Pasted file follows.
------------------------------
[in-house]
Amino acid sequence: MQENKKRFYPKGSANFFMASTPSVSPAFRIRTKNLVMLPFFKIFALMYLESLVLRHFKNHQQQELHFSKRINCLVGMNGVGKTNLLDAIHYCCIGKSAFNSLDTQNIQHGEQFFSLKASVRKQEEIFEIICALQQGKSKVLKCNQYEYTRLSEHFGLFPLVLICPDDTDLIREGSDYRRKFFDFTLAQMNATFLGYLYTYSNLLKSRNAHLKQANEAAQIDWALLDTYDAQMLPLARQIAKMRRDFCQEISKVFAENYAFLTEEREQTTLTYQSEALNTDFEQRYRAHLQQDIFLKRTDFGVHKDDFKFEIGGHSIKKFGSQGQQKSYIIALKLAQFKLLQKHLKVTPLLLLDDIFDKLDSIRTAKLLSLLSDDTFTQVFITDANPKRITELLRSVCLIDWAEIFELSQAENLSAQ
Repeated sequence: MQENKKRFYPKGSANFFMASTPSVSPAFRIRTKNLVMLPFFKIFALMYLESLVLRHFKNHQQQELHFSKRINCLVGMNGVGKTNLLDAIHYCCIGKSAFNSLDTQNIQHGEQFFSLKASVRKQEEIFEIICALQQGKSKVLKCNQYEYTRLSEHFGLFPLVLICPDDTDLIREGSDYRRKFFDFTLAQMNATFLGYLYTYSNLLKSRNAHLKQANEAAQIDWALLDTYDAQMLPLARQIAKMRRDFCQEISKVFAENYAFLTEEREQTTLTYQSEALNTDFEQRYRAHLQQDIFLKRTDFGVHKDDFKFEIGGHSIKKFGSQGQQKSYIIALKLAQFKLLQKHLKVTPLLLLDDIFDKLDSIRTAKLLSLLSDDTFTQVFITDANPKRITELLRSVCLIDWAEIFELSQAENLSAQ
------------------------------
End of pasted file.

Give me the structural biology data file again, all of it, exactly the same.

[in-house]
Amino acid sequence: MQENKKRFYPKGSANFFMASTPSVSPAFRIRTKNLVMLPFFKIFALMYLESLVLRHFKNHQQQELHFSKRINCLVGMNGVGKTNLLDAIHYCCIGKSAFNSLDTQNIQHGEQFFSLKASVRKQEEIFEIICALQQGKSKVLKCNQYEYTRLSEHFGLFPLVLICPDDTDLIREGSDYRRKFFDFTLAQMNATFLGYLYTYSNLLKSRNAHLKQANEAAQIDWALLDTYDAQMLPLARQIAKMRRDFCQEISKVFAENYAFLTEEREQTTLTYQSEALNTDFEQRYRAHLQQDIFLKRTDFGVHKDDFKFEIGGHSIKKFGSQGQQKSYIIALKLAQFKLLQKHLKVTPLLLLDDIFDKLDSIRTAKLLSLLSDDTFTQVFITDANPKRITELLRSVCLIDWAEIFELSQAENLSAQ
Repeated sequence: MQENKKRFYPKGSANFFMASTPSVSPAFRIRTKNLVMLPFFKIFALMYLESLVLRHFKNHQQQELHFSKRINCLVGMNGVGKTNLLDAIHYCCIGKSAFNSLDTQNIQHGEQFFSLKASVRKQEEIFEIICALQQGKSKVLKCNQYEYTRLSEHFGLFPLVLICPDDTDLIREGSDYRRKFFDFTLAQMNATFLGYLYTYSNLLKSRNAHLKQANEAAQIDWALLDTYDAQMLPLARQIAKMRRDFCQEISKVFAENYAFLTEEREQTTLTYQSEALNTDFEQRYRAHLQQDIFLKRTDFGVHKDDFKFEIGGHSIKKFGSQGQQKSYIIALKLAQFKLLQKHLKVTPLLLLDDIFDKLDSIRTAKLLSLLSDDTFTQVFITDANPKRITELLRSVCLIDWAEIFELSQAENLSAQ